“The tra­di­tional ap­proach to restora­tion was tuo­biao (mount­ing the page on pa­per, cloth or silk) or jinx­i­angyu ( in­sert­ing new pa­per into the in­ter­layer in the old book), but these meth­ods could only lessen but not solve the prob­lem of acid­i­fi­ca­tion. Now, ac­cord­ing to a ph de­tec­tor, we can make an apt de­ci­sion about what books are in need of deacid­i­fi­ca­tion.” It’s easy to test: put a drop of water on the an­cient book. Zhao says that to de­tect the ph is to mea­sure the con­cen­tra­tion of hy­dro­gen ions in so­lu­tion, but a small piece of pa­per needs to be torn off and put into the sol­vent. To pro­tect the an­cient book, a spe­cial ph de­tec­tor is used to de­tect non- dam­age, demon­strat­ing the prin­ci­ple of proper in­ter­ven­tion in restor­ing an­cient books.


To ex­er­cise pro­fes­sion­al­ism in bind­ing and re­pair­ing an­cient books, the re­storer should be aware of the edi­tion of an­cient books, the type of the pa­per used and in­for­ma­tion about the bind­ing; he or she should be able to un­der­stand deeply the prop­er­ties of pa­per; and be pro­fi­cient in mount­ing and mend­ing. This im­poses strin­gent pro­fes­sional re­quire­ments on the craft, which are handed down and in­her­ited by fu­ture gen­er­a­tions.

In the work­room on the sec­ond floor of the Cathay Book­shop, a golden lac­quered board in­scribed with the char­ac­ters “” ( Yiy­atang), writ­ten by the Chi­nese cal­lig­ra­pher and pro­fes­sor Qigong ( 1912– 2005) hangs on the wall, in­di­cat­ing that this place has a long and honourable his­tory. Liu Yichen, man­ager of the Li­ulichang branch of Cathay Book­shop, said that the board wit­nessed the in­her­i­tance of restor­ing an­cient books. Yiy­atang, es­tab­lished by its owner Ding Meng­song in the Guangxu Pe­riod ( 1875– 1908) of the Qing Dy­nasty, was orig­i­nally lo­cated at Shatuyuan of Li­ulichang. It mainly dealt in an­cient books, but also mounted and re­paired stone- in­scrip­tion rub­bings, books, scripts and paint­ings. In the early years of the Re­pub­lic of China ( 1912– 1949) pe­riod, Li­ulichang be­came the hub of Bei­jing’s an­cient book­shops, of which— with re­gard to mount­ing craft—yiy­atang was most widely ac­claimed at Li­ulichang. Af­ter its pub­lic- pri­vate joint man­age­ment launched in 1958, Cathay Book­shop merged 111 pri­vately- owned stores deal­ing in an­cient books in­clud­ing Yiy­atang, be­com­ing a gath­er­ing place for crafts­men good at bind­ing and restor­ing an­cient books.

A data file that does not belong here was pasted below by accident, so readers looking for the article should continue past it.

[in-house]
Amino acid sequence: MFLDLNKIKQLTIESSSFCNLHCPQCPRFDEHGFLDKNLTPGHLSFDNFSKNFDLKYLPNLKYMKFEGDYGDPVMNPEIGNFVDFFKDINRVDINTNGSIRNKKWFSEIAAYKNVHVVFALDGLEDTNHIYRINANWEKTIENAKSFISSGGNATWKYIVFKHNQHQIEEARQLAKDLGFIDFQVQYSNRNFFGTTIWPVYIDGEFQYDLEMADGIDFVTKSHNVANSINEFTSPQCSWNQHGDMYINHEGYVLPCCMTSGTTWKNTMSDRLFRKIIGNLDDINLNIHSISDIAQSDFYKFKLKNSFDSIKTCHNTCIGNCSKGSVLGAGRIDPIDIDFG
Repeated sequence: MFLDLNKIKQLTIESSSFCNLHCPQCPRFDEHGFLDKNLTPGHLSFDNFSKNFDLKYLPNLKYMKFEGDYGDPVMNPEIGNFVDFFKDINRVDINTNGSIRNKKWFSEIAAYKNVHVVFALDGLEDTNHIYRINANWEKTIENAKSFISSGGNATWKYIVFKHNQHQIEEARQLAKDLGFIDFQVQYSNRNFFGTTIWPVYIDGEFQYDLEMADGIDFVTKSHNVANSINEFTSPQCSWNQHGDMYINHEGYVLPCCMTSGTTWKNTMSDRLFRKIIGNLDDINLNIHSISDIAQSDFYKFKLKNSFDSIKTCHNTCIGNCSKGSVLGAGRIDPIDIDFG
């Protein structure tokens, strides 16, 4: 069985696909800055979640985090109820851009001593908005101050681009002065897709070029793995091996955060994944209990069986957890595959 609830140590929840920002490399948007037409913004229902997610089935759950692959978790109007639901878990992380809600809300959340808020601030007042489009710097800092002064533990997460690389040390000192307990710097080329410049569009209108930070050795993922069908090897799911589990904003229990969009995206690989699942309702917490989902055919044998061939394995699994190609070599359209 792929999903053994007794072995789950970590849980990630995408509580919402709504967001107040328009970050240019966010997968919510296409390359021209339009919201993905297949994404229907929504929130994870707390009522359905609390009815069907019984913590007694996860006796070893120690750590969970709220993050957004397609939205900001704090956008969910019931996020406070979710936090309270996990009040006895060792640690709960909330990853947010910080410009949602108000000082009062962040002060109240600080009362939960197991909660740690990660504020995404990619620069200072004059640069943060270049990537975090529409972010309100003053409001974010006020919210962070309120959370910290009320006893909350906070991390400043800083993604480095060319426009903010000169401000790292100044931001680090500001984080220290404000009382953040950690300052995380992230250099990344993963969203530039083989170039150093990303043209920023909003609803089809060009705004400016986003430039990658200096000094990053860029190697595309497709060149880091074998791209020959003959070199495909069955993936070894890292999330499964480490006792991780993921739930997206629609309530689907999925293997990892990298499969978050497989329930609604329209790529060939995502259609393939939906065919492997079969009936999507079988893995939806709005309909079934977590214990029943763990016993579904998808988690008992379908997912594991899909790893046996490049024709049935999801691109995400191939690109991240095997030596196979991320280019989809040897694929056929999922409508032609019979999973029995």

Over the past 60 years, there were four gen­er­a­tions of an­cient book re­stor­ers in the shop, who have re­stored hun­dreds of thou­sands of an­cient books for mu­se­ums, li­braries, in­sti­tu­tions of cul­tural relics, na­tional lead­ers and celebri­ties.

The book­shop proudly re­stored Leib­ian tu­jing jizhu yanyi ben­cao (a book proof­read by Fang Mingpu of the Yuan Dy­nasty). The book was over­seas for sev­eral hun­dred years and dam­aged by worms. Cathay Book­shop then pur­chased the book. Wang Xue­jun and Liu Qi­uju spent half a year’s time restor­ing the book to its orig­i­nal state.

Re­stor­ers at the Cathay Book­shop ap­ply their tra­di­tional craft to re­store not only an­cient Chi­nese books but also for­eign books brought from over­seas col­lec­tors, who hold the shop in high re­gard. In Septem­ber 2017, a pro­fes­sor came from Ja­pan, who took out a hand- copied book with an im­pe­rial edict dat­ing from the pe­riod of the Politics of the Ja­panese Bakufu (1192–1867). Through tex­tual re­search and crit­i­cism, it was proved that the book was the only ex­ist­ing copy that had spe­cial value as an his­tor­i­cal doc­u­ment. It was so tat­tered that even Zhang Zhuo­jia who had worked as a pre­server for many years was taken aback: Its pages were so frag­ile that, when touched, crum­pled scraps would fall off; it was se­ri­ously dam­aged by worms, its cov­ers weren’t com­plete and re­mains of worms in be­tween pages could still be seen.

“We can­not re­pair or re­store the book un­til we freeze the worms first.” Zhang ex­plained, “Please look at the sign: Freeze worms first.” The owner of the book, as Zhang said, was a Ja­panese pro­fes­sor spe­cial­is­ing in the histories of the Qing Dy­nasty, China’s bor­der­land and Sino-ja­panese cul­tural ex­changes. He came to China be­fore, and fre­quented the Cathay Book­shop, which had a rep­u­ta­tion for elab­o­rate crafts­man­ship; hence, he came in hopes that it could re­store the book by ap­ply­ing its tra­di­tional crafts. Zhang said, “It’s a hard nut to crack, but we’ll do our ut­most to re­store the book to its orig­i­nal state.”

Time and again re­stor­ers turned bad into good with their ex­per­tise, ex­tend­ing the sixty-year leg­end of Cathay Book­shop. With the craft of restor­ing an­cient books in­her­ited from their pre­de­ces­sors, they man­age to re­tain the el­e­gance of rare books, pre­serv­ing a lin­ger­ing aroma for bib­lio­philes.

Patch­ing a bro­ken sec­tion

Bind­ing a book with thread